Recommended for High School.
Alpha, beta, gamma, and X-rays can pass through matter, but can also be absorbed or scattered in varying degrees, depending on the material and on the type and energy of the radiation. Medical X-ray images are possible because bones absorb X-rays more than soft tissues. Strongly radioactive sources are often stored in lead boxes to shield the local environment from the radiation.
Some materials absorb beta rays. A sheet of common cardboard will absorb some of the betas, but will allow most to pass through. You can measure this absorption by fixing a beta source and a radiation monitor so their positions do not change, and then inserting layers of cardboard between them.
When an absorber is in the path of beta rays, it will allow a certain fraction, ƒ, to pass through. The fraction depends on the density and thickness of the absorber, but will be a constant for identical absorbers and fixed beta-ray energy. If the number of counts detected in a count interval is N0 when no absorber is in place, then the counts, N, with the absorber, will be N = ƒ N0. In the preliminary questions, you will develop a more general expression for additional layers of cardboard absorbers, and then test it against real data.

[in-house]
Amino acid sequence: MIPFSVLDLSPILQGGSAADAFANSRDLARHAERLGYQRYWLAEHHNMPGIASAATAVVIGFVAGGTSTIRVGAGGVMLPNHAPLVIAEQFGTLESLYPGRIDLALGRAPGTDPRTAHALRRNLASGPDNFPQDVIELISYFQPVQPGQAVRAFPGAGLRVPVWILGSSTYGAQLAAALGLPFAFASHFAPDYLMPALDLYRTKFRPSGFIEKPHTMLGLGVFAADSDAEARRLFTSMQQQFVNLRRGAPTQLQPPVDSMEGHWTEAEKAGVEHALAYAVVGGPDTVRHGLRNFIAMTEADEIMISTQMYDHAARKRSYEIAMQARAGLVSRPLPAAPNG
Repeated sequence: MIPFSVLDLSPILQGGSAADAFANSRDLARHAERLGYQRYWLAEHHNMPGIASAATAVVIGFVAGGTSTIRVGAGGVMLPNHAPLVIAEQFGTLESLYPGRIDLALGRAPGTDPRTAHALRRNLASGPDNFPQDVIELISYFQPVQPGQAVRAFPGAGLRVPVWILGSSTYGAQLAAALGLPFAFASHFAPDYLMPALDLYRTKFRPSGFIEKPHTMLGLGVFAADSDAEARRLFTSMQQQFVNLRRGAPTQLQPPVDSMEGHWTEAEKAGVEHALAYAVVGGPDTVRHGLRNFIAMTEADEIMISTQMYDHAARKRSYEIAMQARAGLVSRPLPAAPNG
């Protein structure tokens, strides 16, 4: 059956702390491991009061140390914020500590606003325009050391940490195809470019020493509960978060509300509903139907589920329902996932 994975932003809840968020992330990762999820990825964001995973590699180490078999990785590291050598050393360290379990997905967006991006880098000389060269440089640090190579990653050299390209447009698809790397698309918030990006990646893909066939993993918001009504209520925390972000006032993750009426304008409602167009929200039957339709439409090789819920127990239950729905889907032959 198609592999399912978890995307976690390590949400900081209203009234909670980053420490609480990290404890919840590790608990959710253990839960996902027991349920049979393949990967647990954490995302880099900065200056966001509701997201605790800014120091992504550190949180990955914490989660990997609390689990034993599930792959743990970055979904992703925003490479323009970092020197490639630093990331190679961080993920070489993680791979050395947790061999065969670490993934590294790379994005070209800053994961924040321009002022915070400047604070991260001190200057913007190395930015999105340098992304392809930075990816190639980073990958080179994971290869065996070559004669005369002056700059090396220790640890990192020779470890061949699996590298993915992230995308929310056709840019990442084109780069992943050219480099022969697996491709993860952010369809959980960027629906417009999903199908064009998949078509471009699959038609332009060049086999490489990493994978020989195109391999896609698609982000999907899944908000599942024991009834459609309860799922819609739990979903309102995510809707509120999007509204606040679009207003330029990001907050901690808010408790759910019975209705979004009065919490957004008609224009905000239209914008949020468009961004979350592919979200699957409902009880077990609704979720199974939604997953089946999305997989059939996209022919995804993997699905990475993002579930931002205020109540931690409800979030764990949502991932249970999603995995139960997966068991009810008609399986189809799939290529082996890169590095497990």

You will use a small source of beta radiation for this experiment. Beta rays are high-energy electrons. Follow all local procedures for handling radioactive materials.
In this experiment, you will
- Develop a model for the absorption of beta radiation by matter.
- Use a radiation counter to study how the radiation emitted by a beta source is absorbed by cardboard.
- Test the model against experimental data to determine its validity.
Sensors and Equipment
This experiment features the following Vernier sensors and equipment.
You may also need an interface and software for data collection. What do I need for data collection?
See all standards correlations for Advanced Chemistry with Vernier »